I’ve just had a slightly frustrating Twitter exchange with an intersex person who assumed, wrongly, I had used the term ‘intersex’ casually. In fact, like many MPs, I’ve thought a lot about issues issues of gender and sexuality and in any case my instinct is that most people have a pretty good idea of what intersex means.

Anyway, the episode got me thinking about gender and sexuality – so here’s a few morsels of food for thought.

Intersex folk face particular, and potentially massive, challenges in life. The extent to which they choose to be, or are involuntarily, characterised by being intersex varies according to each individual. These days, though, the physical aspects of ‘intersex’ (literally ‘between the two genders) sometimes seems subordinate to larger philosophical questions about gender as a construct itself.

When I voted for the UK Gender Recognition Act  I found the changes created by the law both genuinely progressive and absolutely profound. The new law provided for legal gender reassignment including the issue of a new birth certificate to gender re-assignees; contentiously for some town and county registrars, it was also made an offence to disclose the existence of the ‘old’ birth certificate (although the police and so forth could still have access). While I agreed with the principle of allowing people to have a new birth certificate which gives their new gender, it was nevertheless significant that the legislation required an untruth to be entered into a legal document.

Philosophically, at least, some people argued that there was no untruth involved. A person may have been identified physically at birth as one gender but in fact felt better suited to life in a different gender – ‘born in the wrong body’ if you will. In any case, with the new law UK society’s treatment of this ‘gender identity disorder’ (for some, a pejorative label in itself), known also as gender dysphoria, had moved close to allowing people to define their own gender. I say, ‘close to’ because the criteria for legal gender reassignment involves a panel of experts (!) and a requirement, for example, to live primarily in the ‘new’ gender for at least two years beforehand. But while I agree with that ‘self-identification’ principle, it’s clear that the possible implications for wider gender politics have never had a fair airing.

For example, because there’s no requirement for surgery (and leaving aside the issue of intersex – dealt with above) people who are biologically female now make up most, not all, females. There are males who have become female who yet remain biologically male in every physical respect.

Then there’s the confusion around how the notion of ‘trans’ should be treated as we move forward. This was highlighted in the most fantastic way when Conchita won the Eurovision Song Contest. Most of my friends were joyous at the whole Conchita phenomenon. It surely offered at least the hope that freedom and open-mindedness is winning out. And yet I heard commentators referring to Conchita as a fillip for, variously, gay men, transexual people, transgendered people and even, in one case, women. In fact Conchita is a character (albeit one with strong autobiographical meaning), not a person. And her creator and performer, Thomas Wurst, self-identifies as – and is biologically – a man. It was unambiguously an amazing gay man who won the Eurovision song context. The Conchita character is more of an undermining of orthodox notions of sexuality than it is matter of conventional gender politics.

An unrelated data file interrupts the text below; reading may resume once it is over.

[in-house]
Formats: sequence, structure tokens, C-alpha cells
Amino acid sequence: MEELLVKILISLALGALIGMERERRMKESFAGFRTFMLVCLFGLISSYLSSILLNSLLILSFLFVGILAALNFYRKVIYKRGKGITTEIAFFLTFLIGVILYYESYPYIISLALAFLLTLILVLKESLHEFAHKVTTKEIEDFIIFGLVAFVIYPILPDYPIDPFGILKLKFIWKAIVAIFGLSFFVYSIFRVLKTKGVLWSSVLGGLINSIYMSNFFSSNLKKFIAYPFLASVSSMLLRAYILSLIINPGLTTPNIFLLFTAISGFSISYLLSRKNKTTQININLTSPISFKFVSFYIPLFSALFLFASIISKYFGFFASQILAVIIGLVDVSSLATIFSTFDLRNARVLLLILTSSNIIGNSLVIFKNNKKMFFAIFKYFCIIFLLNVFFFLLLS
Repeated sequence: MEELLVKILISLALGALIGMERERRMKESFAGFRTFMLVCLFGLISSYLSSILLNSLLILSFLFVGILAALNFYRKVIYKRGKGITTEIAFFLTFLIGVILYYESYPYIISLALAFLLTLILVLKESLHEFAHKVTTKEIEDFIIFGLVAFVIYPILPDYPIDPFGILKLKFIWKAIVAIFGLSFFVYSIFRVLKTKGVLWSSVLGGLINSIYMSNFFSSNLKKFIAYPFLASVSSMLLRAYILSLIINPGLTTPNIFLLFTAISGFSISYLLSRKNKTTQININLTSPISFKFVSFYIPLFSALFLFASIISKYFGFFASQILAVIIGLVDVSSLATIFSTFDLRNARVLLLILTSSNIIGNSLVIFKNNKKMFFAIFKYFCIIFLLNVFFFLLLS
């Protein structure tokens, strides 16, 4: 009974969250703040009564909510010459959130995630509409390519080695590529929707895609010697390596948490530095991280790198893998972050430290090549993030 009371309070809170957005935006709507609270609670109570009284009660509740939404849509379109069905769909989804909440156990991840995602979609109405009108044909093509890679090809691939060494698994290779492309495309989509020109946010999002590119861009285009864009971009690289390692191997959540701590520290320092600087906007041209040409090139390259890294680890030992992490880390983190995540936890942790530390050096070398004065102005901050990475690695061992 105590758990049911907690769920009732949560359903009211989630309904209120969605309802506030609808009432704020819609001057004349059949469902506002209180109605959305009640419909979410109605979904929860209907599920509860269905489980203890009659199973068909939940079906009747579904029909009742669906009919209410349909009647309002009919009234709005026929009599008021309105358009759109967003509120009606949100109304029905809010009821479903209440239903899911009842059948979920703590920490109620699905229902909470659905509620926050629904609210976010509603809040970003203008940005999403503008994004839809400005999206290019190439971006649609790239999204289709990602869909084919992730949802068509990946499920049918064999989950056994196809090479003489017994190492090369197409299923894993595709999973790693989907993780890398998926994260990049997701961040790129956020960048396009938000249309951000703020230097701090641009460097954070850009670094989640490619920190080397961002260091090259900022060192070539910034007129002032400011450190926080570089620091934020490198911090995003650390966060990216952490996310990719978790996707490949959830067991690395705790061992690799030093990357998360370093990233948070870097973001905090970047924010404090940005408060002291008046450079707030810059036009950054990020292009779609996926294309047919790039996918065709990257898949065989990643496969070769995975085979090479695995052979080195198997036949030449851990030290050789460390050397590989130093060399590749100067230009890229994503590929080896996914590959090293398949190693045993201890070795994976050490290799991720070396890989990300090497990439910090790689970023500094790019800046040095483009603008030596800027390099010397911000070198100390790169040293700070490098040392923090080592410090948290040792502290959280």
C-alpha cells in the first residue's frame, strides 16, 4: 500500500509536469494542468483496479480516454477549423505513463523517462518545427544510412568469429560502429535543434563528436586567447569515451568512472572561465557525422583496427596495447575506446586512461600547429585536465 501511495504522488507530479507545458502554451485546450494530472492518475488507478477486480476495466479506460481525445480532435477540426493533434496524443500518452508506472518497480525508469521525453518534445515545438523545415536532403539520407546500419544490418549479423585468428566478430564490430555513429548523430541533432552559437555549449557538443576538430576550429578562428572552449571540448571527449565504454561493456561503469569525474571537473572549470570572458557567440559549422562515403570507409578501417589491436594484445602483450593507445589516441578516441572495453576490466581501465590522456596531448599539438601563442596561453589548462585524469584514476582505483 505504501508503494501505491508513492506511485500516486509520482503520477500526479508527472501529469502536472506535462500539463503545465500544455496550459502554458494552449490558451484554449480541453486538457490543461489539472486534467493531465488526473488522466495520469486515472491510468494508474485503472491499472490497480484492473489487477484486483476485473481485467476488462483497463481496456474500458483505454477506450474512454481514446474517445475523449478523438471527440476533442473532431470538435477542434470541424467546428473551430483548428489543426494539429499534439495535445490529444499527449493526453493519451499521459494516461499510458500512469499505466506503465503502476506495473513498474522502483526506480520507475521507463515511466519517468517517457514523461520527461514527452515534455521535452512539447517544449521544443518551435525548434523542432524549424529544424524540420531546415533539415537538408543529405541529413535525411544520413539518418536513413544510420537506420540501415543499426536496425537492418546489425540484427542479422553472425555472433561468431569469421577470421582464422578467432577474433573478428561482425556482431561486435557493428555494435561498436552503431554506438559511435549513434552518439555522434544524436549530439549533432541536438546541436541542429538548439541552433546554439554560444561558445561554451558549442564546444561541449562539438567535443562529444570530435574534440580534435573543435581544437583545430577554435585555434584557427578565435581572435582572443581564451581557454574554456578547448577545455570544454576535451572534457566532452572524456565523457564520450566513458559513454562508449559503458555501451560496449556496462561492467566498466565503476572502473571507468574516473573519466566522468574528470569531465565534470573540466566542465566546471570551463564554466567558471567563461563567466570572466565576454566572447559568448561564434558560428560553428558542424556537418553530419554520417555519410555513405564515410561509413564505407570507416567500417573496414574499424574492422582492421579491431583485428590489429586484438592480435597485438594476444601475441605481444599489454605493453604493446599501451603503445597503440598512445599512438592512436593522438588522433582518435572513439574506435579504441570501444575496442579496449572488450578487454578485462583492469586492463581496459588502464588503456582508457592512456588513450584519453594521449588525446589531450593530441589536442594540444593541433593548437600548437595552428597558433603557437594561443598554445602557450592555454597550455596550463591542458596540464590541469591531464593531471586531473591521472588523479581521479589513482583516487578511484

Gender politics has traditionally taken it as self-evident who’s male and who’s female. Analyses of how power relationships have been skewed against women should be central to policies designed to make society fairer, more equal, simply better. Maybe these ideas, which lie at the heart of feminism, are unaffected by the marginal number of women who are biologically men; or by men who choose to choose to live as women, or who choose to undermine the conventional idea of what ‘female’ is by, for example, being a bearded woman (as Conchita exemplifies). My instinct is that’s probably right. But while I’m sure there’s discussion of this sort going on in ivory towers, there’s been no attempt that i can see to bring such a critical debate into the public realm. It’s surely time someone had a crack?

One final thought. The day after everyone celebrated how folk in the UK had been so liberal as to vote for Conchita at the song contest, it became clear that in fact they’d voted for the well-endowed Polish girls and the media elite had picked Conchita instead. Well good for the media elite, I say. If politics has taught me one thing it’s that when it comes to gender, sexuality, race and other equalities the public at large know in their hearts where we should be going but accept that they often need to be led there. And there’s nothing wrong with a bit of leadership…..